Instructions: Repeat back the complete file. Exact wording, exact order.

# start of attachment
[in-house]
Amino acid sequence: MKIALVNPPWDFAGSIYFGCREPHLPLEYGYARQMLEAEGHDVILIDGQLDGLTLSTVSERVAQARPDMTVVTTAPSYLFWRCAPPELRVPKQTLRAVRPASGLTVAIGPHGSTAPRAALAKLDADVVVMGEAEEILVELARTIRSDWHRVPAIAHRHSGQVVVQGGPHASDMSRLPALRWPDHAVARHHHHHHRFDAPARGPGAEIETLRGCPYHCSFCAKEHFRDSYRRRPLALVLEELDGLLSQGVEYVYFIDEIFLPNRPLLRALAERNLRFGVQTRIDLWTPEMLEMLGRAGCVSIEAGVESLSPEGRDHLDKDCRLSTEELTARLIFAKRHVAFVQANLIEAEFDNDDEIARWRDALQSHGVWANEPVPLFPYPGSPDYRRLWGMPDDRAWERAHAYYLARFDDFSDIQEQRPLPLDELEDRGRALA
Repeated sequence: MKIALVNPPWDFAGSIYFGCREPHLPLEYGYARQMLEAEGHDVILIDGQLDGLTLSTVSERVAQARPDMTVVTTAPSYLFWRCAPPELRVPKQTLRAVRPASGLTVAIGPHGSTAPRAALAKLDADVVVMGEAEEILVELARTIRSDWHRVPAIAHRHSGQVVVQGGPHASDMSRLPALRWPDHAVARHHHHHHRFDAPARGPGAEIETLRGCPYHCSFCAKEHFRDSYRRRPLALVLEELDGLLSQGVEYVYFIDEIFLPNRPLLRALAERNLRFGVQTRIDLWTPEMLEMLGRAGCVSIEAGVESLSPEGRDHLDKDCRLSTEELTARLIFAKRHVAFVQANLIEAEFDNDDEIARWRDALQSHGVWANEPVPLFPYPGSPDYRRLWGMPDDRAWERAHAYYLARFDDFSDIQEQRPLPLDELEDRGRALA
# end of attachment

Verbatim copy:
[in-house]
Amino acid sequence: MKIALVNPPWDFAGSIYFGCREPHLPLEYGYARQMLEAEGHDVILIDGQLDGLTLSTVSERVAQARPDMTVVTTAPSYLFWRCAPPELRVPKQTLRAVRPASGLTVAIGPHGSTAPRAALAKLDADVVVMGEAEEILVELARTIRSDWHRVPAIAHRHSGQVVVQGGPHASDMSRLPALRWPDHAVARHHHHHHRFDAPARGPGAEIETLRGCPYHCSFCAKEHFRDSYRRRPLALVLEELDGLLSQGVEYVYFIDEIFLPNRPLLRALAERNLRFGVQTRIDLWTPEMLEMLGRAGCVSIEAGVESLSPEGRDHLDKDCRLSTEELTARLIFAKRHVAFVQANLIEAEFDNDDEIARWRDALQSHGVWANEPVPLFPYPGSPDYRRLWGMPDDRAWERAHAYYLARFDDFSDIQEQRPLPLDELEDRGRALA
Repeated sequence: MKIALVNPPWDFAGSIYFGCREPHLPLEYGYARQMLEAEGHDVILIDGQLDGLTLSTVSERVAQARPDMTVVTTAPSYLFWRCAPPELRVPKQTLRAVRPASGLTVAIGPHGSTAPRAALAKLDADVVVMGEAEEILVELARTIRSDWHRVPAIAHRHSGQVVVQGGPHASDMSRLPALRWPDHAVARHHHHHHRFDAPARGPGAEIETLRGCPYHCSFCAKEHFRDSYRRRPLALVLEELDGLLSQGVEYVYFIDEIFLPNRPLLRALAERNLRFGVQTRIDLWTPEMLEMLGRAGCVSIEAGVESLSPEGRDHLDKDCRLSTEELTARLIFAKRHVAFVQANLIEAEFDNDDEIARWRDALQSHGVWANEPVPLFPYPGSPDYRRLWGMPDDRAWERAHAYYLARFDDFSDIQEQRPLPLDELEDRGRALA